Leonardo Da Vinci's Contribution To The World

1032 Words5 Pages
Over the course of his life, Leonardo unmistakably contributed much to the world. Other than his phenomenal paintings and stunning scientific developments, he also filled numerous notebooks with illustrations and records, mostly during his time in Milan from 1490 to 1495; they encompassed four themes: engineering, anatomy, art, and architecture. “Thoughts on Art and Life” and “A Treatise on Painting” were just a few examples of his written works. Intriguingly, Leonardo was left-handed, and wrote backwards from right to left. The only way to conventionally view his journalisms was to hold it in a mirror, giving it the title of “mirror script.” The majority of his texts contained his opinions on painting and sculpture. Leonardo was utterly…show more content…
At that time, it was simply one of the lesser-known pieces of art in the museum. Vincenzo Perugia, an Italian, and brothers Vincenzo and Michele Lancelotti, hid in a small storeroom on Sunday afternoon; on Monday they donned workman uniforms, ripped the Mona Lisa off of the wall, and Vincenzo Perugia hid it under his shirt before they escaped through the back stairwell. Twenty-six hours later, the theft was discovered. The media exploded with the news late on Tuesday, and crowds of people gathered at the Louvre and police stations to offer assistance and gaze upon the blank wall where the painting sat. Vincenzo Perugia was questioned, but the police bought his story and arrested Pablo Picasso and the Guillaume Apollinaire instead. They were quickly released. Over two years later, Perugia attempted to sell the painting to an art dealer, who quickly called the police. Vincenzo Perugia pled guilty in court and was sentenced to only eight months in prison. Thanks to this heist, the Mona Lisa achieved world-wide attention and captured the hearts of art lovers and citizens alike. Currently, eight million people visit a day just to catch a small glance of the artwork that gained international notice- just a portion of Leonardo da Vinci’s fame and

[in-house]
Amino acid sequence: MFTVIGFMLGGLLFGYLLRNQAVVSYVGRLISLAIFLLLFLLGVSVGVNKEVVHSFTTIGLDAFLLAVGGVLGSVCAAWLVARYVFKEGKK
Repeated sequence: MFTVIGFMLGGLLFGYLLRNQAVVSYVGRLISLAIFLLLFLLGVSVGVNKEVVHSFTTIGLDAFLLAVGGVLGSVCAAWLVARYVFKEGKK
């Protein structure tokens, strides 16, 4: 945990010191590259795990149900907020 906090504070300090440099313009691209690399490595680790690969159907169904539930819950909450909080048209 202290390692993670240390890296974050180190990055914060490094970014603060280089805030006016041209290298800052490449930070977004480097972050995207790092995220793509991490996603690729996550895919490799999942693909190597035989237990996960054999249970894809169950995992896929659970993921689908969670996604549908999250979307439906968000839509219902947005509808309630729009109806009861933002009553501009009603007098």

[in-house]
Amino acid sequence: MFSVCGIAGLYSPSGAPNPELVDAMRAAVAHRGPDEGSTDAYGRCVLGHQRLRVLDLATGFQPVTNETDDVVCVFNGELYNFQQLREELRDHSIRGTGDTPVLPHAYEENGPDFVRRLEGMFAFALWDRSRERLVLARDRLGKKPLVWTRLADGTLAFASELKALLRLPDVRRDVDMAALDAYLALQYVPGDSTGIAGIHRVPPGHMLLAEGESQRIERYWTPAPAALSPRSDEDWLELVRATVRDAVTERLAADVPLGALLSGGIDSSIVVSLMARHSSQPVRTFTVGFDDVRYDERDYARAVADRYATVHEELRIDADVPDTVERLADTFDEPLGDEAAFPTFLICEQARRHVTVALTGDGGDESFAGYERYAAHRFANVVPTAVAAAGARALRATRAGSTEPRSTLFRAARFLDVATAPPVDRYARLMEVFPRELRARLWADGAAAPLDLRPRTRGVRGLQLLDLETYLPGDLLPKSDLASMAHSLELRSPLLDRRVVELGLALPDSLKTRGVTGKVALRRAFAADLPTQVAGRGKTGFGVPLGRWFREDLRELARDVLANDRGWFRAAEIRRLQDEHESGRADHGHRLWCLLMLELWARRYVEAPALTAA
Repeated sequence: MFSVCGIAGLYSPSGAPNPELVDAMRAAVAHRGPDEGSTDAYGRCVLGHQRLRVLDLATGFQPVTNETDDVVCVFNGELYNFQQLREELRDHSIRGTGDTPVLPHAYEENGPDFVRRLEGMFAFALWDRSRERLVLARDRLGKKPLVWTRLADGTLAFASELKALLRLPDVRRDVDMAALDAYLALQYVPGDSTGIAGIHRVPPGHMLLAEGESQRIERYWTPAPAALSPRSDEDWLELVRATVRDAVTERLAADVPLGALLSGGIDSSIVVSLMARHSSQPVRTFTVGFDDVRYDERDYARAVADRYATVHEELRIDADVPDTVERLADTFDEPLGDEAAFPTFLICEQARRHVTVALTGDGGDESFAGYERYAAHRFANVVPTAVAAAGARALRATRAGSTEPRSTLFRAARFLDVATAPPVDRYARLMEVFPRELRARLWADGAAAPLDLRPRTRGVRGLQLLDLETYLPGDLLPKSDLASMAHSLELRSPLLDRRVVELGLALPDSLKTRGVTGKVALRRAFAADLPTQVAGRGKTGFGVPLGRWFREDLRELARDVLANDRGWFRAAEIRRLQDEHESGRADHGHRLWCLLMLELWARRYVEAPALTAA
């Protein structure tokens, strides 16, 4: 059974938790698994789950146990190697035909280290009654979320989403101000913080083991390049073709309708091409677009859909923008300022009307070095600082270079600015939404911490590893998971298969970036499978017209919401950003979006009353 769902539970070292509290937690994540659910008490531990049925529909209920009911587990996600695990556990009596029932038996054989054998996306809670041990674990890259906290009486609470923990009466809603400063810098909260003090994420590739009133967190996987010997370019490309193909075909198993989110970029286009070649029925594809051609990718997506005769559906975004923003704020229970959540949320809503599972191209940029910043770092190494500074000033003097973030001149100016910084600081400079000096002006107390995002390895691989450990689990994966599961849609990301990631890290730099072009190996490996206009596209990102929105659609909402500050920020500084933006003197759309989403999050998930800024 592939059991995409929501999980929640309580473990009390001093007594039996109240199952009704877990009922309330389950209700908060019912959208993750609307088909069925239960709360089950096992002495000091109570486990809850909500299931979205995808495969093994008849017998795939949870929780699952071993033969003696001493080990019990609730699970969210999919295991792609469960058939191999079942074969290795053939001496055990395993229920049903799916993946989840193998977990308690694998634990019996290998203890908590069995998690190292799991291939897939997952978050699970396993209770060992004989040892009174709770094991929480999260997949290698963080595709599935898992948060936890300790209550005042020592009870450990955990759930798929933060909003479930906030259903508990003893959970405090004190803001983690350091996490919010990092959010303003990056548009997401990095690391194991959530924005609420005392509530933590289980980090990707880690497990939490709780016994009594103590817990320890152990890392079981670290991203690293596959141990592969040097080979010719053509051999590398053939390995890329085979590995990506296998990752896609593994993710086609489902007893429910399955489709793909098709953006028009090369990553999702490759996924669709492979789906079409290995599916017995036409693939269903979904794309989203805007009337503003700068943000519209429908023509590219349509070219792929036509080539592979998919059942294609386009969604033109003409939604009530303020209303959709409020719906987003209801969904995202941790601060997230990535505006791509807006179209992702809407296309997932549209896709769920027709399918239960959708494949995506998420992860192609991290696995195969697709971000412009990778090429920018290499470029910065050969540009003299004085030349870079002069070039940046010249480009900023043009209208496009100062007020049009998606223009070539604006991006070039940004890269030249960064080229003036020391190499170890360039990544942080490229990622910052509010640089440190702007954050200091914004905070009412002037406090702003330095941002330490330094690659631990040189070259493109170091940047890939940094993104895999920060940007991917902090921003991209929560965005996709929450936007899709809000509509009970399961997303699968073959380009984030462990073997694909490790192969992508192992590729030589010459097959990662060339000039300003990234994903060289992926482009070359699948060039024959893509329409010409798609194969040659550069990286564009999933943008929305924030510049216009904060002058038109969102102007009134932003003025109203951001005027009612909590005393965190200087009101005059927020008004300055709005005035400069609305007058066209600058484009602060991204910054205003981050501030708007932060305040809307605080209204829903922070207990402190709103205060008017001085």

Open Document